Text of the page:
(Baca dalam bahasa Indonesia)
by Hendy Matahelemual, Conference Pastor of Formation & Communication
One day I asked my 6-year-old son, “Are you Indonesian or American?” He answered, “Both, Daddy, I’m American and also Indonesian.” This is a reasonable response. However, in terms of citizenship, he is not an American citizen, but an Indonesian because we cannot have dual citizenship.
National and political identity cannot be separated in human life. Even when someone leaves the land of their birth or changes citizenship, that identity is still attached. As a newcomer to the USA and as a seminary student, I am interested in learning how we place national and political identities in line with God’s Word.
I have no problem with national identity, but we must be careful not to go too far into ultra-nationalism, where someone puts the interests of a country and its people above all things. This certainly makes the country at the same level or higher than God. Therefore, as followers of Jesus, we believe that our citizenship is in heaven (Philippians 3:20). We rely on God and do not deify the state, citizenship status, or even certain political parties or political figures.
Article 23 of the Confession of Faith in Mennonite Perspective, states:
We believe that the church is God’s “holy nation,” called to give full allegiance to Christ its head and to witness to all nations about God’s saving love. The church is the spiritual, social, and political body that gives its allegiance to God alone. As citizens of God’s kingdom, we trust in the power of God’s love for our defense. The church knows no geographical boundaries and needs no violence for its protection. The only Christian nation is the church of Jesus Christ, made up of people from every tribe and nation, called to witness to God’s glory.
It is common today for someone to rely on the state to give us prosperity, security, and comfort. In most countries, we are taught to sing the national anthem and other patriotic activities. Therefore it is very important that we return to Paul’s words in Romans 12, “Do not be conformed to this world but change with renewal of your mind, so that you understand my will, which is good, pleasing and perfect.”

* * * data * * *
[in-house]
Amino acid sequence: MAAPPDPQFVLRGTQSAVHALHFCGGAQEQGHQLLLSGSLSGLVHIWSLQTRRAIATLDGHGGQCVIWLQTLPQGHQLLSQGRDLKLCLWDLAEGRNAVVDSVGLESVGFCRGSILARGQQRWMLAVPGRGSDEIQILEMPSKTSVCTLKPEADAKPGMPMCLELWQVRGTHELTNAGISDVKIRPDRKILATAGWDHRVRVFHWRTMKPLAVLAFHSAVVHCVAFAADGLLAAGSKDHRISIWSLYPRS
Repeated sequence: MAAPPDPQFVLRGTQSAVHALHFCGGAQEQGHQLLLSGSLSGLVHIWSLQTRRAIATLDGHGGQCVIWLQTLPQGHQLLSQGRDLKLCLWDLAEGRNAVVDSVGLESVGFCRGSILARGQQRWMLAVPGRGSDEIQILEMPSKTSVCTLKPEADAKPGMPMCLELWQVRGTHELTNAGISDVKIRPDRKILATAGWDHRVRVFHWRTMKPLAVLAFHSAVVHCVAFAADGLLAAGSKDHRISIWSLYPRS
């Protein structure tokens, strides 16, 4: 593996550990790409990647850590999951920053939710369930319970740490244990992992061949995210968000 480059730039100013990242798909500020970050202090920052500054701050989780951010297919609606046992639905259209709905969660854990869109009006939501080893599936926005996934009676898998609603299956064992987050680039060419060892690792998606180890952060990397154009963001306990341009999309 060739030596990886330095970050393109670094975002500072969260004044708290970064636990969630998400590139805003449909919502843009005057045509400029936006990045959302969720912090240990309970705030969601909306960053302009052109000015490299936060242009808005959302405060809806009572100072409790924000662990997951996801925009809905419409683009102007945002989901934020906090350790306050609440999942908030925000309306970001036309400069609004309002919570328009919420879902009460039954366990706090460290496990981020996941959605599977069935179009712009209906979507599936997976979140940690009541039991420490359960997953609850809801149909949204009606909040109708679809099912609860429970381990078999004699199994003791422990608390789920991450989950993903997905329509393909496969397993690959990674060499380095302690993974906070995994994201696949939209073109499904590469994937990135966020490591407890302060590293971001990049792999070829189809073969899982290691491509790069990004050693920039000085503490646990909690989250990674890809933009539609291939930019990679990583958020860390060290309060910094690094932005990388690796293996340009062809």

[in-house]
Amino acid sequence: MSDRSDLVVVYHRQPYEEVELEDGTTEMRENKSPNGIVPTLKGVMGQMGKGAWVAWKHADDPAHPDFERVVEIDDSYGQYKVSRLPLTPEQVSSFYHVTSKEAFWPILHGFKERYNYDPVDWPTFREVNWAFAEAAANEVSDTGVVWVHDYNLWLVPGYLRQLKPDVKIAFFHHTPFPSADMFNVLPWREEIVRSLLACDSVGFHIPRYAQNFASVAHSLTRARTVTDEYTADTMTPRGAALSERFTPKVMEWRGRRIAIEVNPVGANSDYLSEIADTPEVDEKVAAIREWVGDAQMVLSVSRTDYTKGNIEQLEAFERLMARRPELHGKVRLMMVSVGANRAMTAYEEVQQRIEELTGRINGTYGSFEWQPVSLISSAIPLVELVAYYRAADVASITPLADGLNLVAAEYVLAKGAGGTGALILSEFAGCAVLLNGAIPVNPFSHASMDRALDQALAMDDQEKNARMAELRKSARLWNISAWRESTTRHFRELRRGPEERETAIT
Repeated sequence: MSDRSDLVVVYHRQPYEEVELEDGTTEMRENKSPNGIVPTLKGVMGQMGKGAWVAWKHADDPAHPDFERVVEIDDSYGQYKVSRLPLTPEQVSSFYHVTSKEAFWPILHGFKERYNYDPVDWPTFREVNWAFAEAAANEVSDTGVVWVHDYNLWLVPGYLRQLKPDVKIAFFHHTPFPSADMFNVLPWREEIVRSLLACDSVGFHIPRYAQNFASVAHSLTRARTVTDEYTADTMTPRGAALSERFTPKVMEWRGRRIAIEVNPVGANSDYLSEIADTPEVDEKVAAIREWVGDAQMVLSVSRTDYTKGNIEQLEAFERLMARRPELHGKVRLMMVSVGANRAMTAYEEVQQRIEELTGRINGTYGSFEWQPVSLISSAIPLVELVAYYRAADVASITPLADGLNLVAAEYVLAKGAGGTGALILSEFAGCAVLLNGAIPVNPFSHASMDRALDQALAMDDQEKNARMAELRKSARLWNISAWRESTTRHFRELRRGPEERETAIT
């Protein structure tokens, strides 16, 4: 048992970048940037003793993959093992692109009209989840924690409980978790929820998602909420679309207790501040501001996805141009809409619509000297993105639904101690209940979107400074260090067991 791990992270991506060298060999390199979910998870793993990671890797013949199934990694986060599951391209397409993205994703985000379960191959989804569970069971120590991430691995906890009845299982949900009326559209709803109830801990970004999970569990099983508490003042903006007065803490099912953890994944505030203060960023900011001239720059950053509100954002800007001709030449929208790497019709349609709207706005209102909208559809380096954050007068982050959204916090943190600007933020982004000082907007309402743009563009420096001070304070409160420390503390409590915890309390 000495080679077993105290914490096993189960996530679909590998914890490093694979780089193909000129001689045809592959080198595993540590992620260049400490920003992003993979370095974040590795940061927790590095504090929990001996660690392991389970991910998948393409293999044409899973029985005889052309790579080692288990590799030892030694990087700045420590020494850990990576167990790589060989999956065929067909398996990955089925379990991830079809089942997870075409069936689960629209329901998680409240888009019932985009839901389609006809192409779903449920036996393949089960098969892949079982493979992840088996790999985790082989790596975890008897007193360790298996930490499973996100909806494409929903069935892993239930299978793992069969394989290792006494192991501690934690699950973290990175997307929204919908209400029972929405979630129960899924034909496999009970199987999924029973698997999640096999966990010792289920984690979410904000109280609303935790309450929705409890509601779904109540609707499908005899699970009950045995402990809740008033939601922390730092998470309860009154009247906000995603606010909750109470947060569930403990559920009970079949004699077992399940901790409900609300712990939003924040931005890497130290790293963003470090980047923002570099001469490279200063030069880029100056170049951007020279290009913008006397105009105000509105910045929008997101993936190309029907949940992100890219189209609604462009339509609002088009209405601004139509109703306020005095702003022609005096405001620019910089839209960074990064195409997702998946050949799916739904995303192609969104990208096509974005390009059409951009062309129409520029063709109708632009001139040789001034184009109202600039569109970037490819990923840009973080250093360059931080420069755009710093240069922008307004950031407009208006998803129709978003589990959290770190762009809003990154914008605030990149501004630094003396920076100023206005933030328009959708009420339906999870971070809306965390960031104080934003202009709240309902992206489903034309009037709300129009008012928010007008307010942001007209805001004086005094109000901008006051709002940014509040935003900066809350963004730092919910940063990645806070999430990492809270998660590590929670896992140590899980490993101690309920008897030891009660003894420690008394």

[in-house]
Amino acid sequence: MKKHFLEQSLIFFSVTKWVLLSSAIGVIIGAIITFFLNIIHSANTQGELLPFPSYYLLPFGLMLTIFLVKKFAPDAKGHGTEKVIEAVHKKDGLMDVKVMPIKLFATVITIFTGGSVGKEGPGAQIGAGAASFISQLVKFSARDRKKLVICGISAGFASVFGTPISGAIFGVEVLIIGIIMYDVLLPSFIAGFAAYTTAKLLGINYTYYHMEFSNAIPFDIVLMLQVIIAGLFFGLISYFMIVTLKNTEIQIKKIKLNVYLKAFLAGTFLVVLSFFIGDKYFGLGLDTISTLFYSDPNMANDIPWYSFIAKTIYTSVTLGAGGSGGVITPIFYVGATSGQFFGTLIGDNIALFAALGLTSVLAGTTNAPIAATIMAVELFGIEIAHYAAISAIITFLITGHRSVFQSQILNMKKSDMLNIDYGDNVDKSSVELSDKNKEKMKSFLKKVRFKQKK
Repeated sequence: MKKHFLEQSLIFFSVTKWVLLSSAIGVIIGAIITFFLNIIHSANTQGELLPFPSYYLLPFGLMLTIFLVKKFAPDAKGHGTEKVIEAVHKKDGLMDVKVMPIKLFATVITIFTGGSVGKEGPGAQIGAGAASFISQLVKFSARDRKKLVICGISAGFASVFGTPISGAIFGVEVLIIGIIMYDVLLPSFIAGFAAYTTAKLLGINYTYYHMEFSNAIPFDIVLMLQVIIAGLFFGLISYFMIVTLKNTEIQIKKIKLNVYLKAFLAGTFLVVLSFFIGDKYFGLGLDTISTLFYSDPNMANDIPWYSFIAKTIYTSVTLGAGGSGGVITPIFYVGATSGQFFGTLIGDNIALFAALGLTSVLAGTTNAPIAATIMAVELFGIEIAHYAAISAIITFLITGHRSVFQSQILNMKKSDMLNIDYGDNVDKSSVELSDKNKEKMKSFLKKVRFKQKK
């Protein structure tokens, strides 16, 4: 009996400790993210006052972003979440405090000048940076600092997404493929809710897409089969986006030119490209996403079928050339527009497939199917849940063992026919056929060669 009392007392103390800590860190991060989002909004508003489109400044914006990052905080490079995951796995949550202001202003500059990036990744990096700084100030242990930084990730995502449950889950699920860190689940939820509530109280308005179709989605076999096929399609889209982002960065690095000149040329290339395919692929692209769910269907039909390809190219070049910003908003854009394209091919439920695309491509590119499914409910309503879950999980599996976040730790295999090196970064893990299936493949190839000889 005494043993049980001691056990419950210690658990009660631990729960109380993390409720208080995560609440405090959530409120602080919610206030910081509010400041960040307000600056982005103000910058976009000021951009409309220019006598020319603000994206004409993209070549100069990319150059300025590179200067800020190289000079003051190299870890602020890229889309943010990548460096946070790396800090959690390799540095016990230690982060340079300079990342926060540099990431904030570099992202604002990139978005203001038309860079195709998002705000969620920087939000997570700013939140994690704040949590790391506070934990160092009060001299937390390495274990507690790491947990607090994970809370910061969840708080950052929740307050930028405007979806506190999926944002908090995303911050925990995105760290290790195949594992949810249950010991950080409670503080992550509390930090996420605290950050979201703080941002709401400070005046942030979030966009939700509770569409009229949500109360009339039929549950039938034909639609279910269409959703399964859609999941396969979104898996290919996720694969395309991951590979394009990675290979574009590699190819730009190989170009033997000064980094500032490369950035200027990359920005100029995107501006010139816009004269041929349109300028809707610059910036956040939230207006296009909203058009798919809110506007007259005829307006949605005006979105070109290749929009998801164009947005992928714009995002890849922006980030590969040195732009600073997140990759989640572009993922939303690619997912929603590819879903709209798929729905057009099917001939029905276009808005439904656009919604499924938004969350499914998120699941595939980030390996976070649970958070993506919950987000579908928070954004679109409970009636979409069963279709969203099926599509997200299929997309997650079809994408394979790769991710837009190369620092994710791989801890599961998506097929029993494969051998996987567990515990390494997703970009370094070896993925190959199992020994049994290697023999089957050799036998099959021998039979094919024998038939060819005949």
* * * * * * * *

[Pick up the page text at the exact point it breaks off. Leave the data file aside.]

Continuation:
As someone who was not born and raised in the Anabaptist-Mennonite tradition, I feel that I have experienced a new birth in Jesus because I used to misplace my national identity. But now, I am sure that my identity is as a citizen of heaven, and every believer is a co-worker without being limited by national and political identity. As a result, it should not be an exaggerated problem if someone kneels when the national song is sung. And, it should be a big concern for us if there is a problem happening in another country. Because as Christians, we are a holy nation that belongs to God.
Let’s continue to persevere in our faith, especially in these difficult times. I believe God’s grace is endless. Love, joy, and peace from God will cure our longing for our hometown, which will also fill the emptiness of our heart. This will convince us of our true identity, as God’s children, heirs of the Kingdom of Heaven.
I also hope that the topic of national and political identity is no longer a taboo topic to be discussed in churches. I believe that each of our voices needs to be able to build up one another, and strengthen the church of God, a holy nation that is spread throughout the world. After all, we are all still waiting for heaven’s greencard.
(Credentialed leaders: join us May 6 or 7 as our quarterly Faith & Life gatherings focus on National & Political Identity )
This post is also available in: Indonesia (Indonesian)